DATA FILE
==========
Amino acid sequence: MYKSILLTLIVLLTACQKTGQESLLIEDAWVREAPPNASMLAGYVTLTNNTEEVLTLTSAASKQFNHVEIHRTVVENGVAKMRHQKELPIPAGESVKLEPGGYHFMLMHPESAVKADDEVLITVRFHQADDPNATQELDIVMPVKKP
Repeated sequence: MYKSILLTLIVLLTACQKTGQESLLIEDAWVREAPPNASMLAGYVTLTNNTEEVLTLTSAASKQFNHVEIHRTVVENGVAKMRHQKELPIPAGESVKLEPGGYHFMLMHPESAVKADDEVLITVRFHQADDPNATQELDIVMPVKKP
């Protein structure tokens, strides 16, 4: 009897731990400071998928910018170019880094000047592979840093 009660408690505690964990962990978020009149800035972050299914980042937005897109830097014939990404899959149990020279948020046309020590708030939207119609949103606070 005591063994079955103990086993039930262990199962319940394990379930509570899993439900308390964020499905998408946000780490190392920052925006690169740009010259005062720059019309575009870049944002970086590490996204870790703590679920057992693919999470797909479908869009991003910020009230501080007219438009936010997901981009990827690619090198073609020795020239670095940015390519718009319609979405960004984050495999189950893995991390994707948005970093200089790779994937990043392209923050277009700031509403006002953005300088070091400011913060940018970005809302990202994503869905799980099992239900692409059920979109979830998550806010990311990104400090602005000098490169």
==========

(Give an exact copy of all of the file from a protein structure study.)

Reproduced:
Amino acid sequence: MYKSILLTLIVLLTACQKTGQESLLIEDAWVREAPPNASMLAGYVTLTNNTEEVLTLTSAASKQFNHVEIHRTVVENGVAKMRHQKELPIPAGESVKLEPGGYHFMLMHPESAVKADDEVLITVRFHQADDPNATQELDIVMPVKKP
Repeated sequence: MYKSILLTLIVLLTACQKTGQESLLIEDAWVREAPPNASMLAGYVTLTNNTEEVLTLTSAASKQFNHVEIHRTVVENGVAKMRHQKELPIPAGESVKLEPGGYHFMLMHPESAVKADDEVLITVRFHQADDPNATQELDIVMPVKKP
């Protein structure tokens, strides 16, 4: 009897731990400071998928910018170019880094000047592979840093 009660408690505690964990962990978020009149800035972050299914980042937005897109830097014939990404899959149990020279948020046309020590708030939207119609949103606070 005591063994079955103990086993039930262990199962319940394990379930509570899993439900308390964020499905998408946000780490190392920052925006690169740009010259005062720059019309575009870049944002970086590490996204870790703590679920057992693919999470797909479908869009991003910020009230501080007219438009936010997901981009990827690619090198073609020795020239670095940015390519718009319609979405960004984050495999189950893995991390994707948005970093200089790779994937990043392209923050277009700031509403006002953005300088070091400011913060940018970005809302990202994503869905799980099992239900692409059920979109979830998550806010990311990104400090602005000098490169």